"I read it last year. It's the story of high school student Eliza, who is secretly the anonymous creator of a wildly popular webcomic, but who has trouble making friends offline because of her crippling social anxiety. Eliza and Her Monsters depicts Eliza's struggles with anxiety and depression in a very honest and sympathetic way, including the crushing weight of expectation she feels from the webcomic's online fandom, the panic attacks she suffers as a result, and how mental illness affects her creativity. I also loved how Eliza and Her Monsters both celebrates fandom culture, but also encourages fans to take a step back and think critically about how we, as consumers, are owed nothing, and the mental health of the creator must come first."

All that I can fix

Alice's first recommendation: All that I Can Fix by Crystal Chan. Recommended for age 13 and up.

Past tense

Alice's second recommendation: Past Tense by Star Spider. Recommended for age 13 and up.

Why did Alice pick them?

"I liked both All That I Can Fix and Past Tense for showing how one person's mental health affects others. In both of these books, a central teen character is holding things together while a parent is is struggling with poor mental health. The teens' feelings about it are pretty authentic, and this could be a great thing for other teens to be able to read, particularly if it reflects their own experience and can show them they are not alone in this."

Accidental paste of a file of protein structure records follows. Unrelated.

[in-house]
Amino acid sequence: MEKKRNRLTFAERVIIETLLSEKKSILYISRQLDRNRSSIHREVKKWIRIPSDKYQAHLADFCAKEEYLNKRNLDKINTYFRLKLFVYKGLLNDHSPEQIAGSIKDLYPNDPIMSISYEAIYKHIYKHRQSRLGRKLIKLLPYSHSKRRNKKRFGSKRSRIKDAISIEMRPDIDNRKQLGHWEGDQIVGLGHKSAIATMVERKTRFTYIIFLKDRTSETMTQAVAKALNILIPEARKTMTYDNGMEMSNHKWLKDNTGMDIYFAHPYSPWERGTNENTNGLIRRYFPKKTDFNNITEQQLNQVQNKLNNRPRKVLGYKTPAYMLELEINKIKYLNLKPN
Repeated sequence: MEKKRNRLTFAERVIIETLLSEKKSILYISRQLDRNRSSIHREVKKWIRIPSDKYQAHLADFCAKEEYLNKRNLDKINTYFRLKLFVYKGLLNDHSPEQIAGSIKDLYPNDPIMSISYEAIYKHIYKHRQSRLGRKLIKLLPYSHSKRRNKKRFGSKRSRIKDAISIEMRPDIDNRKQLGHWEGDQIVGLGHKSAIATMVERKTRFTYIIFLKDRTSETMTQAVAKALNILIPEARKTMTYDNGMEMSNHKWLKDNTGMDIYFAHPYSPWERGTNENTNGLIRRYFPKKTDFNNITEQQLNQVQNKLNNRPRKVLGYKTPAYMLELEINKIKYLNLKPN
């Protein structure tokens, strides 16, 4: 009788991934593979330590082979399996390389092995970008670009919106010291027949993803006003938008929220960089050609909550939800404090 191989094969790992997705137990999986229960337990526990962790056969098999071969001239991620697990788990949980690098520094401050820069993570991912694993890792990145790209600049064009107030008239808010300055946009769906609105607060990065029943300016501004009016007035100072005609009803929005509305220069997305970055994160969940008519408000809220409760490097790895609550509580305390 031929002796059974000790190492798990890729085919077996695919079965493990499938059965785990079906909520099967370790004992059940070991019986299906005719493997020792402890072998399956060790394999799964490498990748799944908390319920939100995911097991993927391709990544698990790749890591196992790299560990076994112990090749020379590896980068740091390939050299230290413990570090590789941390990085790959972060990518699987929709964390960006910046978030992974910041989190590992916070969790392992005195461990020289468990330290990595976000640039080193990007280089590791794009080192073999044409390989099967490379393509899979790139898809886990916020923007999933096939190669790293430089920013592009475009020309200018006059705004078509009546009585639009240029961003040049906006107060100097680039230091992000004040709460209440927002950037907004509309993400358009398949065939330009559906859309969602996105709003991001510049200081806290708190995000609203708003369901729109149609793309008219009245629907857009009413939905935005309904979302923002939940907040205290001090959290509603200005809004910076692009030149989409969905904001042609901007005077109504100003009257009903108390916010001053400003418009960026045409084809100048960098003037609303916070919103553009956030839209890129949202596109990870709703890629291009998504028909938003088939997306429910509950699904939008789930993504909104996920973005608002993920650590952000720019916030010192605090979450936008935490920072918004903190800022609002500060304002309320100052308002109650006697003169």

What other categories could you use Past Tense for?

  • A book by an LGBTQ+ author.

Adult Books

Autism in heels

Katherine's pick: Autism in Heels: The Untold Story of a Female Life on the Spectrum by Jennifer O'Toole.

Why did Katherine pick it?

"Jennifer describes how her mental health improved once she reached her 30's, had children and a husband on the spectrum and realized she too was on the spectrum. This is an insightful look at how the mental health of women is damaged due to misdiagnosis or under-diagnosis. Although this is her personal story there are scientific facts to support her claim."

Gorilla and the bird

Antonia's recommendation: Gorilla and the Bird by Zack McDermott.

Why did Antonia pick it?